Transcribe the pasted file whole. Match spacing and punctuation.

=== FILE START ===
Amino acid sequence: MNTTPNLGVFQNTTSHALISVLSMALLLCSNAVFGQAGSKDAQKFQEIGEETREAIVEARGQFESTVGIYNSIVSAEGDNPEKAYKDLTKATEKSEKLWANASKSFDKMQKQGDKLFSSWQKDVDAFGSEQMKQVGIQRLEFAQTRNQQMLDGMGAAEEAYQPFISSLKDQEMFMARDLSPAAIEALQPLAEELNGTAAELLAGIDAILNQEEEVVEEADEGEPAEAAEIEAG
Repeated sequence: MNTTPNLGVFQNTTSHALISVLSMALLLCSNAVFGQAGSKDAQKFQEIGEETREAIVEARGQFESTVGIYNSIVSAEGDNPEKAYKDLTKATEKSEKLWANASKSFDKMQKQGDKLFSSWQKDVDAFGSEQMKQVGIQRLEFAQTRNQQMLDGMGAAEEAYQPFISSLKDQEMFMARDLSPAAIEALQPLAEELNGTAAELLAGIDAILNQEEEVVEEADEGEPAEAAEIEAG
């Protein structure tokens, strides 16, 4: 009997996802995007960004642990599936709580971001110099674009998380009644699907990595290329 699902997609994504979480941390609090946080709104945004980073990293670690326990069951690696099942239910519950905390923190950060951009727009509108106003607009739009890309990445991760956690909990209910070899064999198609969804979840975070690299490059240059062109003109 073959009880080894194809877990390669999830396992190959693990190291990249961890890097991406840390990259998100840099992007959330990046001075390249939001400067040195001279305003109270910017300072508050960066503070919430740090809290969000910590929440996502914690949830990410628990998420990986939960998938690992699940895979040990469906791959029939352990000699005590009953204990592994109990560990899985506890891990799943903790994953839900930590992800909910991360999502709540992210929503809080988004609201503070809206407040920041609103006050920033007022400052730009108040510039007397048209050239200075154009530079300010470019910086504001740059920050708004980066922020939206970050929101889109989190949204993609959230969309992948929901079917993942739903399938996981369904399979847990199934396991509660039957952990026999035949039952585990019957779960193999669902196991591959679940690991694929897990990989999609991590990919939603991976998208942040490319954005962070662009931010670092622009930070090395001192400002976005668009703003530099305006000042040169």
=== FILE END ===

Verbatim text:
Amino acid sequence: MNTTPNLGVFQNTTSHALISVLSMALLLCSNAVFGQAGSKDAQKFQEIGEETREAIVEARGQFESTVGIYNSIVSAEGDNPEKAYKDLTKATEKSEKLWANASKSFDKMQKQGDKLFSSWQKDVDAFGSEQMKQVGIQRLEFAQTRNQQMLDGMGAAEEAYQPFISSLKDQEMFMARDLSPAAIEALQPLAEELNGTAAELLAGIDAILNQEEEVVEEADEGEPAEAAEIEAG
Repeated sequence: MNTTPNLGVFQNTTSHALISVLSMALLLCSNAVFGQAGSKDAQKFQEIGEETREAIVEARGQFESTVGIYNSIVSAEGDNPEKAYKDLTKATEKSEKLWANASKSFDKMQKQGDKLFSSWQKDVDAFGSEQMKQVGIQRLEFAQTRNQQMLDGMGAAEEAYQPFISSLKDQEMFMARDLSPAAIEALQPLAEELNGTAAELLAGIDAILNQEEEVVEEADEGEPAEAAEIEAG
């Protein structure tokens, strides 16, 4: 009997996802995007960004642990599936709580971001110099674009998380009644699907990595290329 699902997609994504979480941390609090946080709104945004980073990293670690326990069951690696099942239910519950905390923190950060951009727009509108106003607009739009890309990445991760956690909990209910070899064999198609969804979840975070690299490059240059062109003109 073959009880080894194809877990390669999830396992190959693990190291990249961890890097991406840390990259998100840099992007959330990046001075390249939001400067040195001279305003109270910017300072508050960066503070919430740090809290969000910590929440996502914690949830990410628990998420990986939960998938690992699940895979040990469906791959029939352990000699005590009953204990592994109990560990899985506890891990799943903790994953839900930590992800909910991360999502709540992210929503809080988004609201503070809206407040920041609103006050920033007022400052730009108040510039007397048209050239200075154009530079300010470019910086504001740059920050708004980066922020939206970050929101889109989190949204993609959230969309992948929901079917993942739903399938996981369904399979847990199934396991509660039957952990026999035949039952585990019957779960193999669902196991591959679940690991694929897990990989999609991590990919939603991976998208942040490319954005962070662009931010670092622009930070090395001192400002976005668009703003530099305006000042040169």